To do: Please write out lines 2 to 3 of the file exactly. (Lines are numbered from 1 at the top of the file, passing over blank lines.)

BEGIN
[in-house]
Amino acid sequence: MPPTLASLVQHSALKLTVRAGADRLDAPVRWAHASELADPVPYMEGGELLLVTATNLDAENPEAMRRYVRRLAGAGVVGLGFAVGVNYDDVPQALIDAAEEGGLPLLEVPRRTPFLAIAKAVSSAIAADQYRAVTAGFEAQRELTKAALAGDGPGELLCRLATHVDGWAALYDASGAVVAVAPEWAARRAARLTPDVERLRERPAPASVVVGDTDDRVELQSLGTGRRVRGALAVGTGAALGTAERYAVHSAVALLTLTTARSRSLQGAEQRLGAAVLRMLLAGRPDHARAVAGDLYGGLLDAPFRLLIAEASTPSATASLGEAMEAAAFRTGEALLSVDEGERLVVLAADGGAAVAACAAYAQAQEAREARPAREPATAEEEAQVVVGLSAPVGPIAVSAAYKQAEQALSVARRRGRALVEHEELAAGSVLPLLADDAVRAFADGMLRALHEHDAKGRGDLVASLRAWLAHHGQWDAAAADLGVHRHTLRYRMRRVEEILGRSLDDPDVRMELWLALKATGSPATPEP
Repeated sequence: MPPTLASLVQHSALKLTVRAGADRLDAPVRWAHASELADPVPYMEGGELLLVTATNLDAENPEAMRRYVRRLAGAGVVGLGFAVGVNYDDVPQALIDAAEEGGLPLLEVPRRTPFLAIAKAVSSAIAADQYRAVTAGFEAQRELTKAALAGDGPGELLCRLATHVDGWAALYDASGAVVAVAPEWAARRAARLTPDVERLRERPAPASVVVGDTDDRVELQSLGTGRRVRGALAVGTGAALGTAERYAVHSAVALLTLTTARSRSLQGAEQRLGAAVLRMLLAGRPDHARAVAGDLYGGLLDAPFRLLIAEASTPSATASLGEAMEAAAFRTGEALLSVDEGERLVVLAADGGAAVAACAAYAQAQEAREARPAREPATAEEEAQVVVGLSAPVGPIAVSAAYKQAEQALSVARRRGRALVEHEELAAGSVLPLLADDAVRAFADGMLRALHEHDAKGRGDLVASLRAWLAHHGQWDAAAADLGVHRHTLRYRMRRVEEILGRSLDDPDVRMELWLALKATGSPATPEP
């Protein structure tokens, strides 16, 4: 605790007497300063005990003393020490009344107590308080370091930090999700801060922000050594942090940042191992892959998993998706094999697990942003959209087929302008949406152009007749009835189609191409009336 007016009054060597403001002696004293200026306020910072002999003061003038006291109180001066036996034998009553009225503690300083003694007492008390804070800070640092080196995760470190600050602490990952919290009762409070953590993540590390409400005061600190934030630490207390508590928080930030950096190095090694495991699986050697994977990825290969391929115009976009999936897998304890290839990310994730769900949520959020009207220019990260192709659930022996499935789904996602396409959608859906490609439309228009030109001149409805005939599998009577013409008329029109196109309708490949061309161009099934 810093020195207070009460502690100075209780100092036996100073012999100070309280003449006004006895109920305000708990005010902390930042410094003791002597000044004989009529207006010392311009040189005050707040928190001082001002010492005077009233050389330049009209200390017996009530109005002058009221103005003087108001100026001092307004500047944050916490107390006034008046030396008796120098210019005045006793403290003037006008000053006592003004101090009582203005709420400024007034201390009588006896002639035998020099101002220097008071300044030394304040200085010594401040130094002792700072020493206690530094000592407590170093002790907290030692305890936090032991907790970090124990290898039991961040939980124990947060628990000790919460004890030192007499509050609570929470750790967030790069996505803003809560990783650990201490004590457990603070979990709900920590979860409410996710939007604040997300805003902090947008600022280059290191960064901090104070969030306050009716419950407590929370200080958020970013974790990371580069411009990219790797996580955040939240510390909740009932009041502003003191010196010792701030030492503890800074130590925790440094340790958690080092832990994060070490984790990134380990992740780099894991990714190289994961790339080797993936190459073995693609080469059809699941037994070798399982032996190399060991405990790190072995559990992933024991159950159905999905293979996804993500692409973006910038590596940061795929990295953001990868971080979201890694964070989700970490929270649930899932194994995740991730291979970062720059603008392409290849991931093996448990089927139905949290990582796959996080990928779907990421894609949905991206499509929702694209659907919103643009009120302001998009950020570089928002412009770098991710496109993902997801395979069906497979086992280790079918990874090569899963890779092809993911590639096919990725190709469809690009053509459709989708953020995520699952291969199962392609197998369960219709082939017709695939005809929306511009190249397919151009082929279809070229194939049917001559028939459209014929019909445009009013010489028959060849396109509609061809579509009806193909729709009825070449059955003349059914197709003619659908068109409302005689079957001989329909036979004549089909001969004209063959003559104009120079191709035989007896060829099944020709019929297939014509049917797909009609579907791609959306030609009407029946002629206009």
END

Amino acid sequence: MPPTLASLVQHSALKLTVRAGADRLDAPVRWAHASELADPVPYMEGGELLLVTATNLDAENPEAMRRYVRRLAGAGVVGLGFAVGVNYDDVPQALIDAAEEGGLPLLEVPRRTPFLAIAKAVSSAIAADQYRAVTAGFEAQRELTKAALAGDGPGELLCRLATHVDGWAALYDASGAVVAVAPEWAARRAARLTPDVERLRERPAPASVVVGDTDDRVELQSLGTGRRVRGALAVGTGAALGTAERYAVHSAVALLTLTTARSRSLQGAEQRLGAAVLRMLLAGRPDHARAVAGDLYGGLLDAPFRLLIAEASTPSATASLGEAMEAAAFRTGEALLSVDEGERLVVLAADGGAAVAACAAYAQAQEAREARPAREPATAEEEAQVVVGLSAPVGPIAVSAAYKQAEQALSVARRRGRALVEHEELAAGSVLPLLADDAVRAFADGMLRALHEHDAKGRGDLVASLRAWLAHHGQWDAAAADLGVHRHTLRYRMRRVEEILGRSLDDPDVRMELWLALKATGSPATPEP
Repeated sequence: MPPTLASLVQHSALKLTVRAGADRLDAPVRWAHASELADPVPYMEGGELLLVTATNLDAENPEAMRRYVRRLAGAGVVGLGFAVGVNYDDVPQALIDAAEEGGLPLLEVPRRTPFLAIAKAVSSAIAADQYRAVTAGFEAQRELTKAALAGDGPGELLCRLATHVDGWAALYDASGAVVAVAPEWAARRAARLTPDVERLRERPAPASVVVGDTDDRVELQSLGTGRRVRGALAVGTGAALGTAERYAVHSAVALLTLTTARSRSLQGAEQRLGAAVLRMLLAGRPDHARAVAGDLYGGLLDAPFRLLIAEASTPSATASLGEAMEAAAFRTGEALLSVDEGERLVVLAADGGAAVAACAAYAQAQEAREARPAREPATAEEEAQVVVGLSAPVGPIAVSAAYKQAEQALSVARRRGRALVEHEELAAGSVLPLLADDAVRAFADGMLRALHEHDAKGRGDLVASLRAWLAHHGQWDAAAADLGVHRHTLRYRMRRVEEILGRSLDDPDVRMELWLALKATGSPATPEP